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I was reading this question on CS stack exchange called How important is initial state for local search optimisation?

I would like to extend it with the following example:

I have been reading about optimisation techniques and noticed that if a random initial state is provided to a genetic algorithm, it may still find a good enough solution. However, a simulated annealing algorithm may be stuck and never get out of really bad initial solution.

Does it mean these two are not comparable if a bad initial solution is provided? Are there any other algorithms that are not that sensitive to an initial solution?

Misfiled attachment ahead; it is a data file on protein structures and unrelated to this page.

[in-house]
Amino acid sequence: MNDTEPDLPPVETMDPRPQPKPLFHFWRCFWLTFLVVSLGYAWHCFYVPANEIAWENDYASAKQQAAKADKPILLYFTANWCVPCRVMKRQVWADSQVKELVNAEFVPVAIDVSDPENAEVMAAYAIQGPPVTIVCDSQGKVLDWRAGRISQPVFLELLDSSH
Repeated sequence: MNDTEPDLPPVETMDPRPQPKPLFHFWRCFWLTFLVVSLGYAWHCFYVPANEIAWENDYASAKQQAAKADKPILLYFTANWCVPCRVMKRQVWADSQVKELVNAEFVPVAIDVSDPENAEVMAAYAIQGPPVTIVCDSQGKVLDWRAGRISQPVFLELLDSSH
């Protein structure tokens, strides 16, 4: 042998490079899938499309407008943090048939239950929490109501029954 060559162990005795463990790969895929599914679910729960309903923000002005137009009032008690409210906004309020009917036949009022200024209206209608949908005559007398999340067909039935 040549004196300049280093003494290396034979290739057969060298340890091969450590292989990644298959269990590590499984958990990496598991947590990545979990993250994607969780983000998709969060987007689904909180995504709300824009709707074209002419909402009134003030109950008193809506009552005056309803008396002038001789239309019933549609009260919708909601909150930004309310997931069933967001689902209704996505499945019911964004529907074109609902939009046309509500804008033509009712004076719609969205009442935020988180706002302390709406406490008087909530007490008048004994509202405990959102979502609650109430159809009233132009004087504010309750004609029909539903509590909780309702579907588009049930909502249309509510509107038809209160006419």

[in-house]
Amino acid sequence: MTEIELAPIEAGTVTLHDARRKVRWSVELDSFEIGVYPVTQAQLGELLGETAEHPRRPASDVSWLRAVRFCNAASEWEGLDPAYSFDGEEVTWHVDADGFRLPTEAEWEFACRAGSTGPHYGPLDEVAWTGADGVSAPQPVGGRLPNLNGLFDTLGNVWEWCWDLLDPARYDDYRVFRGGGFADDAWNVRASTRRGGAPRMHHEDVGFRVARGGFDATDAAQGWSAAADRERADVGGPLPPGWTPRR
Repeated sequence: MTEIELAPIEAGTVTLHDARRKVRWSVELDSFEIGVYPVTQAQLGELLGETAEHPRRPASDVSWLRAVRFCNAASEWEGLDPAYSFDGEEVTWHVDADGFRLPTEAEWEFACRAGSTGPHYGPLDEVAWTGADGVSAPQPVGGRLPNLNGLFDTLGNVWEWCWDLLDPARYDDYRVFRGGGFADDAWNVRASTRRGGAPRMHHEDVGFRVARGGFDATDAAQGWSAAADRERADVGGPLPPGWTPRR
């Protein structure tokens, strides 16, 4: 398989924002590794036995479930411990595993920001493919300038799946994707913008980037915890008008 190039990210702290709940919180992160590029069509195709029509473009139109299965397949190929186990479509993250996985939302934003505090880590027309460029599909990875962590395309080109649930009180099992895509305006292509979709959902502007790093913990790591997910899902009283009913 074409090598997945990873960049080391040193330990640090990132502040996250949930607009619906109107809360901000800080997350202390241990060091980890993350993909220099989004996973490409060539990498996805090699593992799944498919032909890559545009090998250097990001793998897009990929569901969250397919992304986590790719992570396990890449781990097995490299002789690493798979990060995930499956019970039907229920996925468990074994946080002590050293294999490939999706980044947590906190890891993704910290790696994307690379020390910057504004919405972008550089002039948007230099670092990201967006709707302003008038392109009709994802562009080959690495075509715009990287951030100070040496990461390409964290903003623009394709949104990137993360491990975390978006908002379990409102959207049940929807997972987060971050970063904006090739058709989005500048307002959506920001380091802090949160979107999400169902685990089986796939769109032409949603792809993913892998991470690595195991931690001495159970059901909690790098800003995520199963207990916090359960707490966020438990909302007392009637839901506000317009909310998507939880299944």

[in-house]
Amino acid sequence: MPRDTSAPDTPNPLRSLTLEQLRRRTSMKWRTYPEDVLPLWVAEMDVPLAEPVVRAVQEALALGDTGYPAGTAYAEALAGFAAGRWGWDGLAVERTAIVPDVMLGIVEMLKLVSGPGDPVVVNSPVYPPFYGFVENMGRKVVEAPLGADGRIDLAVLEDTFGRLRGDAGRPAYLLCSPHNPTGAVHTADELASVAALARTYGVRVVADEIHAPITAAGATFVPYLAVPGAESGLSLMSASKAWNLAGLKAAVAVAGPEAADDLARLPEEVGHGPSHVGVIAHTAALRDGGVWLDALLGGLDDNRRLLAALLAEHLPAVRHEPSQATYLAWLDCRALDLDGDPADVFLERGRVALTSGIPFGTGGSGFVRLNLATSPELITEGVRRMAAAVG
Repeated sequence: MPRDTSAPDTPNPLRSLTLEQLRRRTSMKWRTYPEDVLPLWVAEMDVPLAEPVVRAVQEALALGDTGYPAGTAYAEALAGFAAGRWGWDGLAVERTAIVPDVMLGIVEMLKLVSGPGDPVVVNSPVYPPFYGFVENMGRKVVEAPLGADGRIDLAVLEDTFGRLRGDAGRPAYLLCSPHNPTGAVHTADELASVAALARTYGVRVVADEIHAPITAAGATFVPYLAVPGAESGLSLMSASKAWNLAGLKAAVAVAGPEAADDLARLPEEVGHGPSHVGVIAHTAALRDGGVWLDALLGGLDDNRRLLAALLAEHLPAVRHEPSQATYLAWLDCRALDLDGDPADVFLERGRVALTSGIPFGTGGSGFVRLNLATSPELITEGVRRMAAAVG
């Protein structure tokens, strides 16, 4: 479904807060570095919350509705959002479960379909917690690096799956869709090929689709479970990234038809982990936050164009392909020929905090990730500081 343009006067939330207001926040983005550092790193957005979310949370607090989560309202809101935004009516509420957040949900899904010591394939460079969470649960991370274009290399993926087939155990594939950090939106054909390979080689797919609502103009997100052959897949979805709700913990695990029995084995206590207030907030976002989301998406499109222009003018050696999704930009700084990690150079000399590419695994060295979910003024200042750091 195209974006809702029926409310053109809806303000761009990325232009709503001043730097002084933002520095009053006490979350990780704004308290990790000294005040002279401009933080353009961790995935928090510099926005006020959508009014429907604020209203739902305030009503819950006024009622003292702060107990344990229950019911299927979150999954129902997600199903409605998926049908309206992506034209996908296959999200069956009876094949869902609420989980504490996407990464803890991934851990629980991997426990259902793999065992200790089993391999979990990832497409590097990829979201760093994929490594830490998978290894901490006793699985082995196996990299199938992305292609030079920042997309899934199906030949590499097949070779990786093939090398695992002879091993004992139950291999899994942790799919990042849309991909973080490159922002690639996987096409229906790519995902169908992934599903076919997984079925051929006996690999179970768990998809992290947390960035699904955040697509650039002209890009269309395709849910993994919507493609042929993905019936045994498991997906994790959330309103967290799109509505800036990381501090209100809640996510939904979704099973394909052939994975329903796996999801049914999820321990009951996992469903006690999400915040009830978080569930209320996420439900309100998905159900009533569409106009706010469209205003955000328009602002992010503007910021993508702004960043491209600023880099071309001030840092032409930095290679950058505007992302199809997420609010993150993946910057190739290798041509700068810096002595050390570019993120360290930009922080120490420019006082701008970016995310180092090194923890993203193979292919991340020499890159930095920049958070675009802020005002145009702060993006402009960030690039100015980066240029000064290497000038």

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  • $\begingroup$ It's often more about the problem than about the algorithm (although usually both matter). E.g. in convex optimization, the initial solution doesn't matter. $\endgroup$
    – Dmitry
    Commented Feb 27, 2023 at 19:16

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The answer is 'it depends'. It depends on the particular problem you are optimizing. I doubt you are going to get a single answer that applies to everything. In general, reducing the dependence on the initial state is generally considered a good property of an optimization algorithm, but there is no clear way to evaluate this, and the dependence is likely to depend on the specific optimization task you are solving. It is very hard to make sweeping statements, because how well an optimization approach works depends heavily on the task.

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